Don't let mismanaged stress make relationships distant. Otherwise, those who matter most seem like strangers. Click To Tweet

Here’s how to change that cycle.

Relieve Stress Immediately —The Seven Minute Rule

The seven-minute rule is a technique that transforms stressful situations. With consistent use, we can create relaxing and peaceful connections in family relationships. What we create in a family environment can benefit in other ways. It also gives us skills to create more productive work environments.

Here’s how it works:

  • Consider seven minutes before or after any transition as sacred space. What do I mean by sacred space? It’s the place in-between a relationship that holds only gratitude and heart-to-heart connection. Nothing else. There’s no irritability, demands, criticisms or other negative interactions. That includes confrontations, stern looks, sarcasm, and cynicism.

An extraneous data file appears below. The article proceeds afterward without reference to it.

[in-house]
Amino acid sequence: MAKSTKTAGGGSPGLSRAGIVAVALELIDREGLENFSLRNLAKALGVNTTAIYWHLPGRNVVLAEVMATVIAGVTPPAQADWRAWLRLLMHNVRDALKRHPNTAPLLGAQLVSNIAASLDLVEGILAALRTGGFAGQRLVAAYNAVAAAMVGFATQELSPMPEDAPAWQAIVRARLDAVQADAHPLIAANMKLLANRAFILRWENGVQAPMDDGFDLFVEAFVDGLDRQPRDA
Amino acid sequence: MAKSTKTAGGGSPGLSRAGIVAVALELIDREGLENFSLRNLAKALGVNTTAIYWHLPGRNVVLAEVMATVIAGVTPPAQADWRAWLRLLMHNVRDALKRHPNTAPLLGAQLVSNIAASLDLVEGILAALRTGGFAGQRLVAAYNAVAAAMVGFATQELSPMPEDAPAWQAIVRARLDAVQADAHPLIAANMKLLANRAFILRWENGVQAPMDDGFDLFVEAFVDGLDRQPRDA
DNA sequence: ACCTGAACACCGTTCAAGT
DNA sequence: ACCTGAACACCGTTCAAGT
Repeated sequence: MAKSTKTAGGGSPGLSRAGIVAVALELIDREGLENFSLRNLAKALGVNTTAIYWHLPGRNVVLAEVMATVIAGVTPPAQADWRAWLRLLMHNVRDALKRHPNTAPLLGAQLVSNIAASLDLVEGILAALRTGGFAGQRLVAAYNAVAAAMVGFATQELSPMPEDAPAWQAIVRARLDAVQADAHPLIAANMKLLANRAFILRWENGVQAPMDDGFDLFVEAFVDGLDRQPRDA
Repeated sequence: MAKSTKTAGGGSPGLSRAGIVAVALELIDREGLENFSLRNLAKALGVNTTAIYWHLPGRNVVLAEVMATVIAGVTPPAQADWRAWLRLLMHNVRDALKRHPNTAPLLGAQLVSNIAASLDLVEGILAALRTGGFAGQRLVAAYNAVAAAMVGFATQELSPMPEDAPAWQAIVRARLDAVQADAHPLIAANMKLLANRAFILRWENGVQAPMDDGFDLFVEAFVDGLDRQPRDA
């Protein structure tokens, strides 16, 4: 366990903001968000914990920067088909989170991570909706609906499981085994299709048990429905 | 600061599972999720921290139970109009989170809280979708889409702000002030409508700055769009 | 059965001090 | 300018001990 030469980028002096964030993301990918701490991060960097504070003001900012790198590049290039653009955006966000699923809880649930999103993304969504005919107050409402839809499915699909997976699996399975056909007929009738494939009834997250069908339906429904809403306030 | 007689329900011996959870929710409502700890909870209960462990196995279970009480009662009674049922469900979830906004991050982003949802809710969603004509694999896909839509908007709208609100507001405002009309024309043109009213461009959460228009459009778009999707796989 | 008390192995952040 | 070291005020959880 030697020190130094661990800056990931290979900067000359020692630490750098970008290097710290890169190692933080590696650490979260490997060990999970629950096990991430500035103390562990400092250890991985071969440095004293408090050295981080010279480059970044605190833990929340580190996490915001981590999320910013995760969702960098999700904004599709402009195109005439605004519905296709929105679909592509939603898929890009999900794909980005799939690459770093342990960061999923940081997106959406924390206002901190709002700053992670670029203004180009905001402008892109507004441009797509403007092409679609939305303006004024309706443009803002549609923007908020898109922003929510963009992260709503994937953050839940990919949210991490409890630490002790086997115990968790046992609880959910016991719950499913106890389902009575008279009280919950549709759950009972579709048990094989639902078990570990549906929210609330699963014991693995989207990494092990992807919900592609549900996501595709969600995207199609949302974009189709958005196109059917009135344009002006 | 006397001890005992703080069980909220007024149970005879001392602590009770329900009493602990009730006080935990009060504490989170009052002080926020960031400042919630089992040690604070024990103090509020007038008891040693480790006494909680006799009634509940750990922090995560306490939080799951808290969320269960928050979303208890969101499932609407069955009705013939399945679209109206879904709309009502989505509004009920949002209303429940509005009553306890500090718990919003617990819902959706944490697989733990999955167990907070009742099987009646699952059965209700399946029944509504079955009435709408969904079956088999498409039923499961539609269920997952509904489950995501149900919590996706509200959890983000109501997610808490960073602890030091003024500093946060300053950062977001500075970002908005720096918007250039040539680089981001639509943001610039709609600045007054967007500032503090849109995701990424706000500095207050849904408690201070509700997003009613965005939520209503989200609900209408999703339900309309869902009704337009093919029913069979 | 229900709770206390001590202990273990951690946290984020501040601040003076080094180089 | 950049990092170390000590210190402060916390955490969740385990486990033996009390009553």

• The seven minutes of sacred space and time is taking deep breaths. That sacred space means slowing down to be loving and respectful. It’s focusing on being compassionate and tender with our loved ones. Also, it’s being kind and gentle regardless of the environment. It’s having an attitude of curiosity rather than judgement.
  • Let the children know you’re happy to be with them. You love them just as they are. You might say to your spouse with light-hearted honor, “I can’t believe I’m married to you! I am SO blessed.”
  • It’s your choice to love unconditionally in that seven minutes of sacred space. You take time to connect and value your relationships.